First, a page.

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Student leaders take center stage at ASCE Championships

canoes on a lake

Two students successfully hosted the 2024 American Society of Civil Engineers Championships with a unique BYU touch.

This year’s ASCE championships, hosted by BYU students, were buzzing with excitement as students from around the continent showed off their talents. The American Society of Civil Engineers (ASCE) Championships consist of three competitions: Sustainable Solutions, Concrete Canoe, and USEI Surveying.

The success of the championships can be attributed largely to two BYU students: Taylor Miskin and Adam Hill, co-chairs of the BYU chapter of the ASCE. The society prefers that events be student-driven, so Miskin and Hall were hand-picked by BYU faculty to lead the effort in 2022 when BYU won the bid to host the 2024 championship.

“They were totally committed from the start, so that was really a pleasure,” said Leslie Payne, ASCE director of student outreach.

Dr. Clifton Farnsworth, the faculty advisor, emphasized the students’ leadership skills and remarkable efforts.

“They were hand-selected because they were go-getters and they’re faithful in accomplishing their assignments,” Farnsworth said.

While the students impressed with their leadership and communication, what really stood out to visitors was the energy BYU brought to the competition.

“From the get-to it was very clear that Taylor and Adam completely got what the most important pieces of having a competition like this are…not just winning is the important part, but the journey,” Payne said.

students carrying a concrete canoe
Students from multiple Concrete Canoe teams work together to transport the "Lightning Moo-Queen."
Photo by Kayden Hadley

Despite being competitors, teams cheered for each other and were frequently spotted helping each other transport canoes. One noteworthy example was the United States Military Academy at West Point. Due to financial and scheduling constraints, the team could only bring one female, two males, and an advisor; however, races are run with two people in the canoe. For the Women’s Slalom and Women’s Sprint races, team member Abby Gash chose to complete the races by herself with a team member not paddling to balance the canoe. If Gash hadn’t competed, the team would not have been able to compete in the other categories.

West Point student paddling back to shore
Abby Gash from West Point paddles back to shore after the Women's Slalom.
Photo by Kayden Hadley

Gash tirelessly paddled the canoe by herself for both races and supported her team for the Co-Ed Slalom. As she competed, teams across the beach were heard chanting “U-S-A” and cheering her on. During the Co-Ed Slalom, the canoe capsized, and the team swam the remaining 300 meters to the finish line. For their efforts, the West Point team won the Mike Carnival III Spirit of the Competition Award to a standing ovation and more chants of “U-S-A.”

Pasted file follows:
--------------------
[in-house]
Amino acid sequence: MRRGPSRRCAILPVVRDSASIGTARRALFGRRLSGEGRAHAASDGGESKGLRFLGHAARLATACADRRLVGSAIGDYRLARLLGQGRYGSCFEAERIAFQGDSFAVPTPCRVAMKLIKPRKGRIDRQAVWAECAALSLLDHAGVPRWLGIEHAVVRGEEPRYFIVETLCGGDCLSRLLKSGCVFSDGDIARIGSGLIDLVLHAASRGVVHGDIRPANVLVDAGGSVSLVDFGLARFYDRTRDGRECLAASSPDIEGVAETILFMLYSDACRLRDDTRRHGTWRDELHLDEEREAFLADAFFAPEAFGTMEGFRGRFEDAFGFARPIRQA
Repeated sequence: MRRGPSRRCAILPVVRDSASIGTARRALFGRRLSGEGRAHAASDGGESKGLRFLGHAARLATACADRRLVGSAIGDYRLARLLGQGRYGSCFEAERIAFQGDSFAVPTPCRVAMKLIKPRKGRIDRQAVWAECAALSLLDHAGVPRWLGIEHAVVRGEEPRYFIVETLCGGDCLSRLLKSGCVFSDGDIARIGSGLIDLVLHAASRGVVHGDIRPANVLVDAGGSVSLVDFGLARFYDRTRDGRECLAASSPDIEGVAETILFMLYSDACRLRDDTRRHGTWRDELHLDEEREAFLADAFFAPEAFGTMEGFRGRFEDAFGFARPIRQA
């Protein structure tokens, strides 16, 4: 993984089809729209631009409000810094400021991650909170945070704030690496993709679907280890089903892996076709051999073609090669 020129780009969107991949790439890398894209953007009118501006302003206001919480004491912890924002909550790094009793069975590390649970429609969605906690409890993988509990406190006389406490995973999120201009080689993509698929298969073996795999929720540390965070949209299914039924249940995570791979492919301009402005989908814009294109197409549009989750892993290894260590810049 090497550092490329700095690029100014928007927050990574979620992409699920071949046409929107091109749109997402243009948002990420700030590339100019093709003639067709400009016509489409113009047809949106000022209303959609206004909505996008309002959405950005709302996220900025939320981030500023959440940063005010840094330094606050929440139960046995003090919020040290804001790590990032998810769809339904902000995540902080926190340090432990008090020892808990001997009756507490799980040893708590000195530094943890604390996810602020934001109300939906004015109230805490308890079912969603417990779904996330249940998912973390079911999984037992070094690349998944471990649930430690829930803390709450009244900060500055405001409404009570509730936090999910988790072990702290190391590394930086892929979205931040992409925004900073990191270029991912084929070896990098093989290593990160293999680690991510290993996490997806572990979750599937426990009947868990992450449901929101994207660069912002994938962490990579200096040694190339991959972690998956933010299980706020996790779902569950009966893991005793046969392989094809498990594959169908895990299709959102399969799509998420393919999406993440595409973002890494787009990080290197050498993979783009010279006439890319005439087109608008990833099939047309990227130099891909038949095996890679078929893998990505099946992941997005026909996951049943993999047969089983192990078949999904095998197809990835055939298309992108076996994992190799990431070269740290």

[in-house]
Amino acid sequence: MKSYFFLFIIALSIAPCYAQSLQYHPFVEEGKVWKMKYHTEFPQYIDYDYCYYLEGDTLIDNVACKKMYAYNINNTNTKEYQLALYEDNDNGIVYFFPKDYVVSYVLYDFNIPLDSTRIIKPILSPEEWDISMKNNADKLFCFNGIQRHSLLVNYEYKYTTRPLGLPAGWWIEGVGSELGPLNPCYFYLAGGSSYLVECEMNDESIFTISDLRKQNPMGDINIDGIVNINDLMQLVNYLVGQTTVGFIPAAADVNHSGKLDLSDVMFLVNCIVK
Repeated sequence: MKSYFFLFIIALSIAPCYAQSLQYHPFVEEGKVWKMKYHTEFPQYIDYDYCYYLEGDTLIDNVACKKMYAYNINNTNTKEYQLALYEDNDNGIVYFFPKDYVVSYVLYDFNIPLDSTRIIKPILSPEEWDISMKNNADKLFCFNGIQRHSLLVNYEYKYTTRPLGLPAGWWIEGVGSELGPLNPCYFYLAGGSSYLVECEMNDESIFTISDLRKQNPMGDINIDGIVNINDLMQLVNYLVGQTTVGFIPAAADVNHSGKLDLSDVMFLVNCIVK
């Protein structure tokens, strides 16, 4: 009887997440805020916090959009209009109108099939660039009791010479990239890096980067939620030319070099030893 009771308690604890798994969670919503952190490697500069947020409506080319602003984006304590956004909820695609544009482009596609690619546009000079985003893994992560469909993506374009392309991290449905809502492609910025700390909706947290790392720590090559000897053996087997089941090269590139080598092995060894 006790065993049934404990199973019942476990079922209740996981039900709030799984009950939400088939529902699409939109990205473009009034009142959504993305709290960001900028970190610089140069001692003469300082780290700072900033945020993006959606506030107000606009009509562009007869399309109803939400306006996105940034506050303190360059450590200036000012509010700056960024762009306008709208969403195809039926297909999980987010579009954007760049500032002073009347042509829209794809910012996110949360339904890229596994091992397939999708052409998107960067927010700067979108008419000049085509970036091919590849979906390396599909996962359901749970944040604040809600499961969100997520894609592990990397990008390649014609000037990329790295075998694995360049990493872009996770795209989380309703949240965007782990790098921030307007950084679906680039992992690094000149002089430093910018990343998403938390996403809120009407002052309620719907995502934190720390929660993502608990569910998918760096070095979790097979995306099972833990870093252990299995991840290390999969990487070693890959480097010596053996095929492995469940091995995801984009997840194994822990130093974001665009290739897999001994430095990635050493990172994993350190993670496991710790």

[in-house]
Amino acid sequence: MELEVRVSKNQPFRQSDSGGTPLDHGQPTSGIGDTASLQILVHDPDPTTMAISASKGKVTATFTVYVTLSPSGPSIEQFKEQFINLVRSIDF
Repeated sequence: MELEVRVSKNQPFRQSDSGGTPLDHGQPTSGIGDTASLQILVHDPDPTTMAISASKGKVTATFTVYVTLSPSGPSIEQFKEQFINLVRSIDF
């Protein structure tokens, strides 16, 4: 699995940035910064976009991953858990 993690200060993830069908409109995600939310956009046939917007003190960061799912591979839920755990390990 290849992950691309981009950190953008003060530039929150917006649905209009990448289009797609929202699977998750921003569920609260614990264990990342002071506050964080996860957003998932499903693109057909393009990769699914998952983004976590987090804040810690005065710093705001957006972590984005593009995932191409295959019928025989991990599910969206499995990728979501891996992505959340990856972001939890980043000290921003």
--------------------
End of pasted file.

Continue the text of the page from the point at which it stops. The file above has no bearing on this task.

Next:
“It was this kinder, gentler sort of group to work with that wore their values on their sleeves and they were completely aligned with the organization,” Payne said.

“The biggest thing they’ll take out of this event is not an award or a trophy, but rather the friendships they make…yes, come here to compete, yes, come here to beat the other teams, but that’s not going to matter in ten years from now,” said Hill.

WKU students cheering
Students from Western Kentucky University cheer on competing teams in addition to their own canoe.
Photo by Kayden Hadley

The ASCE championships included several social events to cement this sentiment. Miskin spent countless hours calling alumni and companies to sponsor the event, connecting students with job opportunities around the country.

"The people I've been meeting, the opportunity to interact with the students, the chances to learn so many skills in real life on how to work with people…has been so beneficial,” said Miskin.

“The companies, the donations they’ve done [are] phenomenal. Their help, their support, they’re hiring our students. It’s awesome,” said Kris Bess, graduate program manager for BYU Civil & Construction Engineering.

“It introduces students early on to a community of professional engineers, and it builds such positive feeling within a person,” Payne explained.

Overall, the competition not only provided networking opportunities but enabled students with competitive skill sets for the professional world.

“It’s one of the most fun ways to apply engineering. You know, you do something hands on and then you take it out and get to compete, have a lot of fun,” said Cole Hollingsworth, a student at Western Kentucky University.

“[It] provides an opportunity to take the skills you learn in the classroom out into the real world, to really learn by doing,” said Andrew O’Connell, ASCE foundation administrator.

Miskin and Hall’s efforts were lauded by officials, saying this was one of the best run championships they’ve ever been to.

The winners of the championships were as follows: Georgia Institute of Technology (Sustainable Solutions), University of Florida (Concrete Canoe), and Purdue University Northwest (UESI Surveying).